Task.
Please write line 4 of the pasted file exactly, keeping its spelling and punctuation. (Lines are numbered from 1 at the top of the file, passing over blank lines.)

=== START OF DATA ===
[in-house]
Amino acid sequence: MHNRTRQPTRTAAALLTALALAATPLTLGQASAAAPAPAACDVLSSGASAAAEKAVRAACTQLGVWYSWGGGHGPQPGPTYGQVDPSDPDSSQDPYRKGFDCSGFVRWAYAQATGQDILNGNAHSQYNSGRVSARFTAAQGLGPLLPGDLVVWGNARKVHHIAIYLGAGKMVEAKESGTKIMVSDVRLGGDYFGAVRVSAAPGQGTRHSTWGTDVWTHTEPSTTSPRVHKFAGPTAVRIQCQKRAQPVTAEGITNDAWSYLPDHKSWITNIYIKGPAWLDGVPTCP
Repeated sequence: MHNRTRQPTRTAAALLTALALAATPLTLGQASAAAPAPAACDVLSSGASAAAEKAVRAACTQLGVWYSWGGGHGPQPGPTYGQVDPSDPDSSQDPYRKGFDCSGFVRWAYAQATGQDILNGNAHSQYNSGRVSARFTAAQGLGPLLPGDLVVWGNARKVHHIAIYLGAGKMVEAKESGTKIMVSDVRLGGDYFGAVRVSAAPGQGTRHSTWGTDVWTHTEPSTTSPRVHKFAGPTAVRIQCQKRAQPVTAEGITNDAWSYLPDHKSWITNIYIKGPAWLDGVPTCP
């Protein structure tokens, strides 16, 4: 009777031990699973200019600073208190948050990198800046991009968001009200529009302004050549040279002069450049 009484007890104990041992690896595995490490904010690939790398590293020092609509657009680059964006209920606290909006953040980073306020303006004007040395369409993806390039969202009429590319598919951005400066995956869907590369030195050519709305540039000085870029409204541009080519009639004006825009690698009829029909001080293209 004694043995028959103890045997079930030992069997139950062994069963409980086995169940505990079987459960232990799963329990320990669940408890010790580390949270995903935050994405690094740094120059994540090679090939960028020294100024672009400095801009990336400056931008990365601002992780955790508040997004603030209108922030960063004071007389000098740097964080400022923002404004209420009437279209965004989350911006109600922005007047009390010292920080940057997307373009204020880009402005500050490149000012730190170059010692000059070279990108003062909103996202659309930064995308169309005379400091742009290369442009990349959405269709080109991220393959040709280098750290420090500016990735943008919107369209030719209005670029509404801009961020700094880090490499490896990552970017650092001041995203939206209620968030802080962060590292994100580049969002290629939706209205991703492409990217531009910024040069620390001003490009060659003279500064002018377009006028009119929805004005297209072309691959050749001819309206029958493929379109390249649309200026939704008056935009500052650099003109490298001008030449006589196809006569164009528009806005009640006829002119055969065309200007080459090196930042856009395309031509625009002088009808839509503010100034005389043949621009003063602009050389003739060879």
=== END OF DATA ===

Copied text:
């Protein structure tokens, strides 16, 4: 009777031990699973200019600073208190948050990198800046991009968001009200529009302004050549040279002069450049 009484007890104990041992690896595995490490904010690939790398590293020092609509657009680059964006209920606290909006953040980073306020303006004007040395369409993806390039969202009429590319598919951005400066995956869907590369030195050519709305540039000085870029409204541009080519009639004006825009690698009829029909001080293209 004694043995028959103890045997079930030992069997139950062994069963409980086995169940505990079987459960232990799963329990320990669940408890010790580390949270995903935050994405690094740094120059994540090679090939960028020294100024672009400095801009990336400056931008990365601002992780955790508040997004603030209108922030960063004071007389000098740097964080400022923002404004209420009437279209965004989350911006109600922005007047009390010292920080940057997307373009204020880009402005500050490149000012730190170059010692000059070279990108003062909103996202659309930064995308169309005379400091742009290369442009990349959405269709080109991220393959040709280098750290420090500016990735943008919107369209030719209005670029509404801009961020700094880090490499490896990552970017650092001041995203939206209620968030802080962060590292994100580049969002290629939706209205991703492409990217531009910024040069620390001003490009060659003279500064002018377009006028009119929805004005297209072309691959050749001819309206029958493929379109390249649309200026939704008056935009500052650099003109490298001008030449006589196809006569164009528009806005009640006829002119055969065309200007080459090196930042856009395309031509625009002088009808839509503010100034005389043949621009003063602009050389003739060879």